Profit and Purpose

In the movie Other People’s Money, an exciting debate between Larry the Liquidator (Danny Devito) and Andrew Jorgensen (Gregory Peck) highlights the current discussion of the trade-offs between profit and purpose. Larry the Liquidator insists that the prime objective of business is to make money, while Andrew Jorgensen stresses the needs of the stakeholders.

Companies are increasingly being pushed to change – to tone down the single-minded pursuit of profits and pay closer attention to the impact on stakeholders (employees, consumers, communities and the environment.

While the term profit is easily understood, the term purpose is relatively ambiguous. An article in HBR suggests that purpose can be construed in three ways
Competence: the function that the company’s product serves
Culture: the intent with which the company runs its business
Cause: the social good that the company aspires

While the cause-based meaning is most commonly implied the other implications are equally valid. The purpose should come from the mission statement and get translated into long-term goals and finally into actions that drive the company. Purpose is implemented by companies in many ways. Some companies have a convenient purpose – talk about purpose but act on it only in superficial ways. Another is purpose on the periphery – act on social causes but keep it separate from the core business. Yet another is the win-win purpose that aims to find the sweet spot between purpose and profit.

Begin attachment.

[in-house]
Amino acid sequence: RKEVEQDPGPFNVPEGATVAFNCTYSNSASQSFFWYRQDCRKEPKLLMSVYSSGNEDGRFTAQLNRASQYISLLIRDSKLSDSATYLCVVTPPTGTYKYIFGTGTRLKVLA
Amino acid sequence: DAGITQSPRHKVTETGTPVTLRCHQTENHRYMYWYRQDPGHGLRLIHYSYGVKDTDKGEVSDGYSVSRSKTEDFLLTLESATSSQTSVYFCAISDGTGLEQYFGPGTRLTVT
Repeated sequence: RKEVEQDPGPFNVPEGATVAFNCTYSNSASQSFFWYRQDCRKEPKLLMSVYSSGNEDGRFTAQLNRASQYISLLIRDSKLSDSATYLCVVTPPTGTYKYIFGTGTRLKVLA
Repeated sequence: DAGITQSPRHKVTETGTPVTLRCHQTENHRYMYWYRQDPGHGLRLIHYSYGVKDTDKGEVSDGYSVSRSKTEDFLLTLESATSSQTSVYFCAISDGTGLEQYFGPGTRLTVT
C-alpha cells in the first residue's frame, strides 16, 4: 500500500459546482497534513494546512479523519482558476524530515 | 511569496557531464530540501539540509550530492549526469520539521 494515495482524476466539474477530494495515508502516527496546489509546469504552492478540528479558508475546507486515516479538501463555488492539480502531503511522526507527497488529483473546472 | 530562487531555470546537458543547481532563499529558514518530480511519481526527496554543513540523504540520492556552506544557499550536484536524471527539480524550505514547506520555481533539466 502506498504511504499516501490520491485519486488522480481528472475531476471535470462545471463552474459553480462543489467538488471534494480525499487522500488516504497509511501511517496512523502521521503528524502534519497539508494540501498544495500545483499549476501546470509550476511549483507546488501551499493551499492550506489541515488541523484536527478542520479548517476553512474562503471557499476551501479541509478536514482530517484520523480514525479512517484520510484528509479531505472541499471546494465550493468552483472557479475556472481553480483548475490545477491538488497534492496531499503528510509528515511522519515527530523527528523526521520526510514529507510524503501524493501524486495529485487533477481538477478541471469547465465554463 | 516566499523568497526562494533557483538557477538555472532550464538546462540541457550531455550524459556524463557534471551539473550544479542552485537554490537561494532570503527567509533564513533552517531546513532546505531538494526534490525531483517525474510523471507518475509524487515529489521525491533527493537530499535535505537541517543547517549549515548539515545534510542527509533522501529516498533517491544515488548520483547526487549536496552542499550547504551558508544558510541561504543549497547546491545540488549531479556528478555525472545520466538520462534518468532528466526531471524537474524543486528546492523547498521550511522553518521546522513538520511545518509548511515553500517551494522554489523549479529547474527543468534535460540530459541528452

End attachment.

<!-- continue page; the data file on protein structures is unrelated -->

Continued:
Business leaders decide based on their commercial orientation (profit maximisation) or social orientation (support stakeholders — purpose). A quadrant illustrates how business leaders make trade-offs between profit and purpose. In the diagram, these choices are shown. At the top left are leaders who are solely concerned with profits (remember, Larry the Liquidator). At the bottom right are leaders that focus exclusively on social outcomes – doing good for the world but not for the business. The top right quadrant highlights leaders who aim to achieve a win-win on both profit and purpose. The bottom left quadrant is where they lose out on both profit and purpose.

Business leaders need to take a hard look at how they create the right balance between profits and purpose.

Published by Utkarsh Majmudar

Utkarsh Majmudar is a Fellow, IIM Ahmedabad and a professional with experience encompassing academics and administration at top business schools in India (IIM Lucknow, IIM Udaipur, and IIM Bangalore) and working with large corporations. His interest areas include corporate finance and CSR.

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